are there other places i can get this meterial besides as a packing material
You can try the Shieldon fabrics: www.shieldon.com
Try theas shielding fabrics: www.shieldon.com. It might work
check out these sites refered by wservernews.com newsletter<br/><a rel="nofollow" href="https://shop.foebud.org/product_info.php/cPath/30/products_id/58">https://shop.foebud.org/product_info.php/cPath/30/products_id/58</a><br/><a rel="nofollow" href="http://www.difrwear.com/products.shtml">http://www.difrwear.com/products.shtml</a><br/><a rel="nofollow" href="http://www.wservernews.com/EQE61C/060417-RFID_Zapper">http://www.wservernews.com/EQE61C/060417-RFID_Zapper</a><br/>how about clothing and accessories that are shielded for persons concerned about EMI, RFI shielding and RFID crackers, etc. ??? marketable ???<br/>sample ad &quot;only wear clothing and accessories that carry the ------- logo to protect yourslf from EMI RFI emmisions. <br/>cell phones with shielded enclosures to protect against blue tooth sniffers and RFID crackers.... <br/><br/>
has any one tried making a shielded pouch for cell phones ?
If you are looking for an RFID blocking wallet, try <a rel="nofollow" href="http://www.i-hacked.com/content/view/208/48/.">http://www.i-hacked.com/content/view/208/48/.</a> It's an article about how to make an RFID blocking wallet using aluminum foil and duct tape. Haven't tried it myself though. I don't use any RFID cards so I would have no way to check. Though I like this idea. I am making a tri-fold version of this wallet. I like that the material will be much thinner than the leather wallet I currently use.<br/>
To stop a magnetic field, you can use Mu Metal foil.<br/><a rel="nofollow" href="http://www.lessemf.com/mag-shld.html">http://www.lessemf.com/mag-shld.html</a><br/>Watch out for the sharp edges of the foil if you play with this stuff.<br/>
That stuff is for ESD (electro static discharge) protection. Not EMI or RFI protection. If you want to stop RFID waves, you will need a wire mesh with a mesh size 1/4 (or smaller) than the frequency wave length. In your case.. regular window screen should be fine.. but is not flexible. Google for "Faraday Cage" to get an understanding behind the tech. This is.. if you you want to build something more than just a shiny wallet. ;) Tweeks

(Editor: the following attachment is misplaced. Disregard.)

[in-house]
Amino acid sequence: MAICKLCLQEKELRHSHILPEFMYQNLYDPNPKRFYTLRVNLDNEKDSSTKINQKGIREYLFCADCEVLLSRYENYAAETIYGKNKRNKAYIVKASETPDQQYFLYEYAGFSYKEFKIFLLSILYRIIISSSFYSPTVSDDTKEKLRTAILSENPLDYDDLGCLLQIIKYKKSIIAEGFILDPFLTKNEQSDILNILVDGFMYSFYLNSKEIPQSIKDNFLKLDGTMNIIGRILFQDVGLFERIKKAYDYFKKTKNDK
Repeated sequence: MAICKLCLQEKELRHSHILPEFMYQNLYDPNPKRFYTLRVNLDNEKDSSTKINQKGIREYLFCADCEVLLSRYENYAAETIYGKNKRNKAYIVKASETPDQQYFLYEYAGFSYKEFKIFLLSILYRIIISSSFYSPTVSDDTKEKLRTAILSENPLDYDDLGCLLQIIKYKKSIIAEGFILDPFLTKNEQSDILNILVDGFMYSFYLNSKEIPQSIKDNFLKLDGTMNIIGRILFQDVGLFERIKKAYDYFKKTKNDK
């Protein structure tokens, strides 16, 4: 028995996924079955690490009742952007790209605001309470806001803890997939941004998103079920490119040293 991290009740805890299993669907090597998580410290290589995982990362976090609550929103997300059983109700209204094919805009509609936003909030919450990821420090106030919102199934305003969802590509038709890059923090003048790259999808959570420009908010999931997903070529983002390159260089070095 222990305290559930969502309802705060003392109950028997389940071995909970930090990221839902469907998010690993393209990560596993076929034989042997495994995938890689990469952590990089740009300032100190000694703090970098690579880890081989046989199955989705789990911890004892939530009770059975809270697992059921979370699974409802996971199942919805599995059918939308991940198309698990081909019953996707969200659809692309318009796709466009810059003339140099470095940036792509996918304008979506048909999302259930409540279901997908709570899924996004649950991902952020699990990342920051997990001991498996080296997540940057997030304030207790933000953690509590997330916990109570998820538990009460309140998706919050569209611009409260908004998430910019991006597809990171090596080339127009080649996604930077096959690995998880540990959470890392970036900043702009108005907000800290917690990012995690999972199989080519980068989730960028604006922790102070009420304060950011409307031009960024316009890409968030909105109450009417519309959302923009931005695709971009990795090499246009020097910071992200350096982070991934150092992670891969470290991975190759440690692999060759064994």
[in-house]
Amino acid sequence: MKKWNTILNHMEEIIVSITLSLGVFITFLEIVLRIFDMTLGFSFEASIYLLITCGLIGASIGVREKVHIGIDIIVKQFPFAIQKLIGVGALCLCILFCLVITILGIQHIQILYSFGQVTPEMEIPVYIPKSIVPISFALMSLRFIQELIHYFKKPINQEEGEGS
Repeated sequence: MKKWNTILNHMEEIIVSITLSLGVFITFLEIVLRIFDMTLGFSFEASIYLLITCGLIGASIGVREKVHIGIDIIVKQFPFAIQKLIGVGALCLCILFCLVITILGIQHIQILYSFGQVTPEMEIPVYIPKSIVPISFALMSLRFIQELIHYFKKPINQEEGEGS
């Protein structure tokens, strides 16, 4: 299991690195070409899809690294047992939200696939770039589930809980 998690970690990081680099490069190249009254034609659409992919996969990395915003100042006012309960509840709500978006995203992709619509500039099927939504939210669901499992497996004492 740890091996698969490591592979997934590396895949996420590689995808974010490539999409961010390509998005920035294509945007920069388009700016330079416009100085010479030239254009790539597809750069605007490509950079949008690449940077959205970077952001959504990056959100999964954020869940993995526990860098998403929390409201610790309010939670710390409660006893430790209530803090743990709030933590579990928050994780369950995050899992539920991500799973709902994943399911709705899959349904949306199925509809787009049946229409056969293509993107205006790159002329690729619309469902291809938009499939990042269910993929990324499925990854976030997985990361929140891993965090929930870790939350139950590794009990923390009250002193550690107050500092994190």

That material isn't EMI shielding, it's simply <strong>electrically conductive</strong> so as static charge doesn't build up on electronic devices that aren't in situ, connected to power and, consequently, have a path to earth/ground.<br/>
Looks cool... don't expect it to actually work, though. I tested the material using a closed bag with my RFID security access card and it made zero impact on the distance the card was detected from the reader. The material is static dissipative, but not EMI blocking in the frequency range used by RFID cards. Magnetic fields are not affected by this material either, so it cannot protect the mag stripes on your credit cards, etc. Highly conductive metal foil (iron/steel for magnetic shielding) is needed for EMI shielding.
Cool idea-I recently experimented with this material... I found the thin heat sealing wire on one of those home vacuum sealers will bond this stuff together perfectly! May save you on some stitches, or to make sealed bags for larger items you may want to protect from EMI. ehmbee